More women become truckers as the industry tries to overcome a shortage of drivers

More women are becoming professional drivers, with 14% of the industry being women in 2022. Some women are joining the industry from other careers, such as medicine and education.

More women become truckers as the industry tries to overcome a shortage of drivers

Vanita Johnson, after 13 years of teaching and education administration switched to the position she had always wanted: behind the wheel on a big truck.

Johnson completed a three-week trucking course, obtained her commercial driver's licence and became an owner-operator. Johnson joined a larger business and has been transporting shipments for more than two years.

She is one of many women in the trucking industry who are leading efforts to include more women. Women In Trucking, an association that focuses on increasing the number of female truck drivers, technicians, and executives, especially younger women, or those who are switching careers like Johnson, works to increase this rate.

Johnson stated that although there are ups and downs to trucking, you can overcome them because of the women pioneers who have paved their way. You have a support route to help you navigate this male-populated industry. It offers freedom and travel.

Johnson stated that she has found her male counterparts to be a great help in her trucking career. Johnson said that the wages are a bonus compared to her teaching salary.

The Covid pandemic in the U.S. made it even more urgent to encourage more women to take up trucking. It caused chaos in the education and service industries. Trucking, however, has not slowed down. Many teachers, service workers, and nurses who suffered from burnout made the transition to trucking.

Initiatives to recruit women drivers from other industries are on the rise as the industry faces a severe shortage of drivers. International Brotherhood of Teamsters and other unions have been working to eliminate violence and harassment of women in the workplace and to remove any barriers that might prevent women from entering the field, such as safety risks, wage disparities, and lack of training or support.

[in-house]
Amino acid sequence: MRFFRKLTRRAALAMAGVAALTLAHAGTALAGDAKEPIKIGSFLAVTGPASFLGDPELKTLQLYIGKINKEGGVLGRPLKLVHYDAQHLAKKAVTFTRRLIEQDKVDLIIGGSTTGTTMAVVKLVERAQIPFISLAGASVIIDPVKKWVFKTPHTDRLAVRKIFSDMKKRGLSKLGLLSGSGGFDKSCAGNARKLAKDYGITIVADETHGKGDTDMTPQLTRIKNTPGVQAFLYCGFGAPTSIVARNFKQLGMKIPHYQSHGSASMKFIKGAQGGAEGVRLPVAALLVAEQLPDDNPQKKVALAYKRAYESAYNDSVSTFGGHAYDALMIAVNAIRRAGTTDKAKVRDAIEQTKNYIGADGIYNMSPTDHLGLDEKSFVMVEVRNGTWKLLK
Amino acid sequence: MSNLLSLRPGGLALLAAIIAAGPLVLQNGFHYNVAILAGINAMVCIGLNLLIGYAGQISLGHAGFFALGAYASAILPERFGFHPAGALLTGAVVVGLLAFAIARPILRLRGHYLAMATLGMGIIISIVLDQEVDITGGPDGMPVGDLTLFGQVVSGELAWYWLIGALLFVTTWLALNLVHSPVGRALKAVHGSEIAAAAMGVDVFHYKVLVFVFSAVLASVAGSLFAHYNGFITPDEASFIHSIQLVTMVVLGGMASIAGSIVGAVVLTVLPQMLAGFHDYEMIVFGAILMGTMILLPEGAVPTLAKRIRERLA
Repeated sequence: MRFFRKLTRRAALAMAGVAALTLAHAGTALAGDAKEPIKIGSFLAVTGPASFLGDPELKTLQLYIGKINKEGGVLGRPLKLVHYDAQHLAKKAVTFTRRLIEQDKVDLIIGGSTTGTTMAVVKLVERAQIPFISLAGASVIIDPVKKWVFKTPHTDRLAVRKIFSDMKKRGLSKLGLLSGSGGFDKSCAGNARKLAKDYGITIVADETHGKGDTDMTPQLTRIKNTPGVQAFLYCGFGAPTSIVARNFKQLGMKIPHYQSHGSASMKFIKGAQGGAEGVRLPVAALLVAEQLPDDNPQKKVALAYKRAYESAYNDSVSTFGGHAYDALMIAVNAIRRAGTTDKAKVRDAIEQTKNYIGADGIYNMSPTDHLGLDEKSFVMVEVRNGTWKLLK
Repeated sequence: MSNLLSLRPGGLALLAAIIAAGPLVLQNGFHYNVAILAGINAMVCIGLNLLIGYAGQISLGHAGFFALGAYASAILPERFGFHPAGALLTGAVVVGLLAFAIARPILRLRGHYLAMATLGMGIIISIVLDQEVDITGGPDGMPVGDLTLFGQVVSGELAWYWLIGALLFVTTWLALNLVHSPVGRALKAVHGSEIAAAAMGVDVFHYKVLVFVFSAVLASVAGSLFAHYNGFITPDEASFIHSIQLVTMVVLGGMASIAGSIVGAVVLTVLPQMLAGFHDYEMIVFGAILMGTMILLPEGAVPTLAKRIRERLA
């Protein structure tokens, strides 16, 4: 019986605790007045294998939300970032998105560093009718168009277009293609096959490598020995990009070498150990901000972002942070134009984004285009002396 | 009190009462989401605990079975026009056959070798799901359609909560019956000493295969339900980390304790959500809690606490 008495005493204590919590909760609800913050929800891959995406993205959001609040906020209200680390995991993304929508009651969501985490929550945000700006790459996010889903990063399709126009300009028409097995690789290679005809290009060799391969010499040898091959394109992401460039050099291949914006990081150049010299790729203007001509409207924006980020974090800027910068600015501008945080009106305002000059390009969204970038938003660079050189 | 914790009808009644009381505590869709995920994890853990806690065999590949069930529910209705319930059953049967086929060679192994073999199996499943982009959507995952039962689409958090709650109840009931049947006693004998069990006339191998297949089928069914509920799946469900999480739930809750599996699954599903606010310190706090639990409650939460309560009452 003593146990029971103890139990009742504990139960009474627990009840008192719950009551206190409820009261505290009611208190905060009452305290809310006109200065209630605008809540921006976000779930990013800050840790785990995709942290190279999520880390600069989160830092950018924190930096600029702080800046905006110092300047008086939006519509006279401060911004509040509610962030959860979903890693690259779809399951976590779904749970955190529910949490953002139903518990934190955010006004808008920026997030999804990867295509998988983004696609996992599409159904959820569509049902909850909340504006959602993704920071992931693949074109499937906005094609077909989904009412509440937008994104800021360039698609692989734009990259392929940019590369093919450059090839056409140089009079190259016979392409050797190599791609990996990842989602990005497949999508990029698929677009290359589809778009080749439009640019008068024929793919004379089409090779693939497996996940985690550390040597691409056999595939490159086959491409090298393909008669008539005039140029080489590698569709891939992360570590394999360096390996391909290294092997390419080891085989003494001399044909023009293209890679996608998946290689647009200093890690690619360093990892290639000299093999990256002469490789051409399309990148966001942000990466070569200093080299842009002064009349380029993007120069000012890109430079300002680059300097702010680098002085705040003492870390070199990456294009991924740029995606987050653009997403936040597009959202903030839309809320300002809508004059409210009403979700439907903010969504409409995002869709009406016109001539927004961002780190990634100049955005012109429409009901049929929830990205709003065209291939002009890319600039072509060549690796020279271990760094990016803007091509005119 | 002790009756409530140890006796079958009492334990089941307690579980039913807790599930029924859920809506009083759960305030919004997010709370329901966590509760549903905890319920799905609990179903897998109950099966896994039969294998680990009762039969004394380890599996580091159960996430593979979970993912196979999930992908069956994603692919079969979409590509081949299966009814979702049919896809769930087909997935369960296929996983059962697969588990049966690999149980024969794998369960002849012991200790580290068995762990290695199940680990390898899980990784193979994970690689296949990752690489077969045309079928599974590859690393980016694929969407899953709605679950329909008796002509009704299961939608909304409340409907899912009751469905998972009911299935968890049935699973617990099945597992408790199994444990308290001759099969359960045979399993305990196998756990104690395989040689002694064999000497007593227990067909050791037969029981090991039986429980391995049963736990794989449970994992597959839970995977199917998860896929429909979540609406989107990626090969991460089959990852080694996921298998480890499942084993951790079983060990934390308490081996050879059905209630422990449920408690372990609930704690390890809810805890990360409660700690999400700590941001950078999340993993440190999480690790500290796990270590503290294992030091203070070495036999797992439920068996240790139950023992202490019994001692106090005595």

According to the U.S. Bureau of Labor Statistics, women now account for almost 8% of all truck drivers and delivery drivers. According to the 2022 Women In Trucking Index, this number is 14% for Class A license road driver (any driver who can drive vehicles over 26,000 pounds), nearly double what it was five years ago.

According to the index, women account for almost 33% of C-Suite transportation executives, compared to 24% four years ago.

WIT CEO Ellen Voie said that women are often better candidates for truckers than men because they are less likely to take road risks and have strong multi-tasking and communication skills. The American Transportation Research Institute found that male commercial drivers are 20% more likely than women to be in an accident at intersections.

Voie stated that "More and greater numbers of women are taking up safety roles like safety director or safety manager. That's a great spot for women, because women are more likely to take on risk, whether they're in the boardroom, or as drivers."

How to manage shortages

Many women entered the trucking industry during the pandemic. However, Covid-19 lockdowns prevented testing and training of truck drivers. Surging demand and disruptions in supply chain caused a long-lasting shortage of truckers.

American Trucking Associations has reported that there is a shortage in drivers for 2021. They also warn that the shortfall could rise to 160,000 drivers by 2030.

According to the ATA, to meet demand, the industry will need to hire a million more drivers in the next decade. However, as of 2021, just under 2.1million people were employed as heavy- and tractor-trailer truck driver, according the Bureau of Labor Statistics.